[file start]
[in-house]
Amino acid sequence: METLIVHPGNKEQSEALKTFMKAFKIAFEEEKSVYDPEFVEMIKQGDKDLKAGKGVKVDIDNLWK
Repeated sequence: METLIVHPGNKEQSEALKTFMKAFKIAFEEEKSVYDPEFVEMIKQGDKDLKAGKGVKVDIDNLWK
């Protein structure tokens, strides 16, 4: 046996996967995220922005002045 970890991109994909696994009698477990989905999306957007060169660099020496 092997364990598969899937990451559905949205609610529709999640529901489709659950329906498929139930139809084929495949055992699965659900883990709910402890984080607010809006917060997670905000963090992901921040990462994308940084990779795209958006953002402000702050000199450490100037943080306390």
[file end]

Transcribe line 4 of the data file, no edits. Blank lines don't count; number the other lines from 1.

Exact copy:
């Protein structure tokens, strides 16, 4: 046996996967995220922005002045 970890991109994909696994009698477990989905999306957007060169660099020496 092997364990598969899937990451559905949205609610529709999640529901489709659950329906498929139930139809084929495949055992699965659900883990709910402890984080607010809006917060997670905000963090992901921040990462994308940084990779795209958006953002402000702050000199450490100037943080306390």